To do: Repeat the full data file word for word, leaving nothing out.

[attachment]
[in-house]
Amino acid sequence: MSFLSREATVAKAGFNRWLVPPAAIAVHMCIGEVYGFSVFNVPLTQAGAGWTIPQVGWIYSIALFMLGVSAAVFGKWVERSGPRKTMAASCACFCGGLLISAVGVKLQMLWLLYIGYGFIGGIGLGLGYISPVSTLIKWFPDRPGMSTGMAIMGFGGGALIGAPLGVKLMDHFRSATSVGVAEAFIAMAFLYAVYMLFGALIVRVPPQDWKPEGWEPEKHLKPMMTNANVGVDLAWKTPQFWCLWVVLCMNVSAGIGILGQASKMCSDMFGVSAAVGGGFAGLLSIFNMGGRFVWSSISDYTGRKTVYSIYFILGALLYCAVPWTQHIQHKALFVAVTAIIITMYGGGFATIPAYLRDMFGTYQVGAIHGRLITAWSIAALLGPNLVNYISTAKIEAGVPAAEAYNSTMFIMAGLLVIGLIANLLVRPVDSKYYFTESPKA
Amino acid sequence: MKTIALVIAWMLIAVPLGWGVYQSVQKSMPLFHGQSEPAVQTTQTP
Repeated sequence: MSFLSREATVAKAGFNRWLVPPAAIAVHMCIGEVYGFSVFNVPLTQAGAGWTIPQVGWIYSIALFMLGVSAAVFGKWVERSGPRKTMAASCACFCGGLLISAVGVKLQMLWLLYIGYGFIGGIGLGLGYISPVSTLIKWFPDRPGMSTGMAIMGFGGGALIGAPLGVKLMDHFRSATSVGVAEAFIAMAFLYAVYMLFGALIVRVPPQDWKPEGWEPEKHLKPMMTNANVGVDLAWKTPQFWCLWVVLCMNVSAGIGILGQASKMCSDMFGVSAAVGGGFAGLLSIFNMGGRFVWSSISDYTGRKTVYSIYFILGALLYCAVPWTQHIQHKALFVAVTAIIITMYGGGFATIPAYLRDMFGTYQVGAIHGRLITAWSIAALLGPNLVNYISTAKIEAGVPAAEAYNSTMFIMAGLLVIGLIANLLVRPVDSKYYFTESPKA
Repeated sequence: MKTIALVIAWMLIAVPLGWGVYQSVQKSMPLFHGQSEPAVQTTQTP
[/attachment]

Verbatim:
[in-house]
Amino acid sequence: MSFLSREATVAKAGFNRWLVPPAAIAVHMCIGEVYGFSVFNVPLTQAGAGWTIPQVGWIYSIALFMLGVSAAVFGKWVERSGPRKTMAASCACFCGGLLISAVGVKLQMLWLLYIGYGFIGGIGLGLGYISPVSTLIKWFPDRPGMSTGMAIMGFGGGALIGAPLGVKLMDHFRSATSVGVAEAFIAMAFLYAVYMLFGALIVRVPPQDWKPEGWEPEKHLKPMMTNANVGVDLAWKTPQFWCLWVVLCMNVSAGIGILGQASKMCSDMFGVSAAVGGGFAGLLSIFNMGGRFVWSSISDYTGRKTVYSIYFILGALLYCAVPWTQHIQHKALFVAVTAIIITMYGGGFATIPAYLRDMFGTYQVGAIHGRLITAWSIAALLGPNLVNYISTAKIEAGVPAAEAYNSTMFIMAGLLVIGLIANLLVRPVDSKYYFTESPKA
Amino acid sequence: MKTIALVIAWMLIAVPLGWGVYQSVQKSMPLFHGQSEPAVQTTQTP
Repeated sequence: MSFLSREATVAKAGFNRWLVPPAAIAVHMCIGEVYGFSVFNVPLTQAGAGWTIPQVGWIYSIALFMLGVSAAVFGKWVERSGPRKTMAASCACFCGGLLISAVGVKLQMLWLLYIGYGFIGGIGLGLGYISPVSTLIKWFPDRPGMSTGMAIMGFGGGALIGAPLGVKLMDHFRSATSVGVAEAFIAMAFLYAVYMLFGALIVRVPPQDWKPEGWEPEKHLKPMMTNANVGVDLAWKTPQFWCLWVVLCMNVSAGIGILGQASKMCSDMFGVSAAVGGGFAGLLSIFNMGGRFVWSSISDYTGRKTVYSIYFILGALLYCAVPWTQHIQHKALFVAVTAIIITMYGGGFATIPAYLRDMFGTYQVGAIHGRLITAWSIAALLGPNLVNYISTAKIEAGVPAAEAYNSTMFIMAGLLVIGLIANLLVRPVDSKYYFTESPKA
Repeated sequence: MKTIALVIAWMLIAVPLGWGVYQSVQKSMPLFHGQSEPAVQTTQTP